Dr. Ed Ashby is an avid hunter with both gun and bow. He began bowhunting big game in 1958 and has had the opportunity to meet and hunt with many of the great bowhunters of the past decades – Howard Hill, Ben Pearson, and Fred Bear. He has hunted extensively in North America and Africa and has shot several hundreds of animals with bow and arrow, from small game to white rhinos. His favorite longbow, a 94# bamboo bow he built in 1980, alone has accounted for over 300 big-game animals.
With personal bowhunting experiences which span from instinctive shooting with self-wood longbows and cedar arrows through high energy cam bows and over-draw compounds with carbon arrows, sights and releases (and back again, to his favored longbows with compressed wood arrows), Dr. Ashby has a wealth of bowhunting experiences to draw from. This is supplemented by an enormous database, which he has carefully collected over the years, on the effectiveness of various bowhunting equipment “in the game field”.
In 1985, Dr. Ashby conducted, in Natal Province, South Africa, what is still the most extensive formal evaluation of broadhead performance on game animals. His research data is used by several of the U.S. States and foreign countries in hunter education programs. He is the author of numerous technical hunting-related articles that have been published in the U.S. and internationally.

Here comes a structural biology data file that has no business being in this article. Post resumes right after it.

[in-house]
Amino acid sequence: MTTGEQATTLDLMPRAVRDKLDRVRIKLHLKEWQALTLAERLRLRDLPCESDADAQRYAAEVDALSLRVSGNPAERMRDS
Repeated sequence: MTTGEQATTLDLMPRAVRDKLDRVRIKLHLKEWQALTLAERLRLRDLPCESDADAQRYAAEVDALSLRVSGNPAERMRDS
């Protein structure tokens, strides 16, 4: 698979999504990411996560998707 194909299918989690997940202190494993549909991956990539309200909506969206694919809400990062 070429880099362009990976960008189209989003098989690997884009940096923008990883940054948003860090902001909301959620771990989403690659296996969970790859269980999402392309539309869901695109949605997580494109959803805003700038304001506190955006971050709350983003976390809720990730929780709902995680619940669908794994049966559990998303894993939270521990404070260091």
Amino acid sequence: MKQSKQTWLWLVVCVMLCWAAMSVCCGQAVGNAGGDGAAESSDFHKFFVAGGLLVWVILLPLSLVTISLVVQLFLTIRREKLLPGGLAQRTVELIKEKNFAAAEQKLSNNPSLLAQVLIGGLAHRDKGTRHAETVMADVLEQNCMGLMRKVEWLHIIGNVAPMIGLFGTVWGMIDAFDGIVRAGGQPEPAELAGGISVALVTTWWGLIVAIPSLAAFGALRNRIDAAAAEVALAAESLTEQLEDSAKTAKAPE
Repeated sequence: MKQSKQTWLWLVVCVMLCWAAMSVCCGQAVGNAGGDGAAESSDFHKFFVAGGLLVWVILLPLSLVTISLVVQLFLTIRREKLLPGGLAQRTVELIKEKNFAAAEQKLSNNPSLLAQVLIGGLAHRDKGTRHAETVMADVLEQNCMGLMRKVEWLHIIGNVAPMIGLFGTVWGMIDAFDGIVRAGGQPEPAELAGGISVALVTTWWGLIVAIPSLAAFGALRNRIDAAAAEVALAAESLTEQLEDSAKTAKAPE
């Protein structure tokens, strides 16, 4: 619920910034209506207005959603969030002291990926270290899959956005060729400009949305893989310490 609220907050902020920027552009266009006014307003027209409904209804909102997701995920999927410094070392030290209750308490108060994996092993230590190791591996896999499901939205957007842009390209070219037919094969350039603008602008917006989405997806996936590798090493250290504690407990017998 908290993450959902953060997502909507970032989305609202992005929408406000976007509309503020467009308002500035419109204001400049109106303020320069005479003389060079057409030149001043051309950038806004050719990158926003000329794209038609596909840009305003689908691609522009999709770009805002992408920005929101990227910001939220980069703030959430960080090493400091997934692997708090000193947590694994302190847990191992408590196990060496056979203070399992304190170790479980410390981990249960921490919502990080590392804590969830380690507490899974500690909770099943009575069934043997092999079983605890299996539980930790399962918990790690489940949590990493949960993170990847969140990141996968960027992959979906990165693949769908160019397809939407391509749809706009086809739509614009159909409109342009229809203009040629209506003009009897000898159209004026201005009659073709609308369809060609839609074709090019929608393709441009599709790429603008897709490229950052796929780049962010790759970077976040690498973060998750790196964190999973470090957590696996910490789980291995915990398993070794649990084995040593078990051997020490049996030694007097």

In addition to his technical publications, Dr. Ashby writes a feature column for Archery Action with Outdoor Connections, Australia’s leading archery publication, under the banner of “More Ramblings by the Old Derelict Bowhunter”.
In 1994, Dr. Ashby retired from the U.S. Public Health Service and moved to Africa to enjoy the continent’s spectacular hunting and to help expand the bowhunting opportunities in that region. He now considers himself a “full-time bush-bum”.
Copyright 1996 Dr. W.E (Ed) Ashby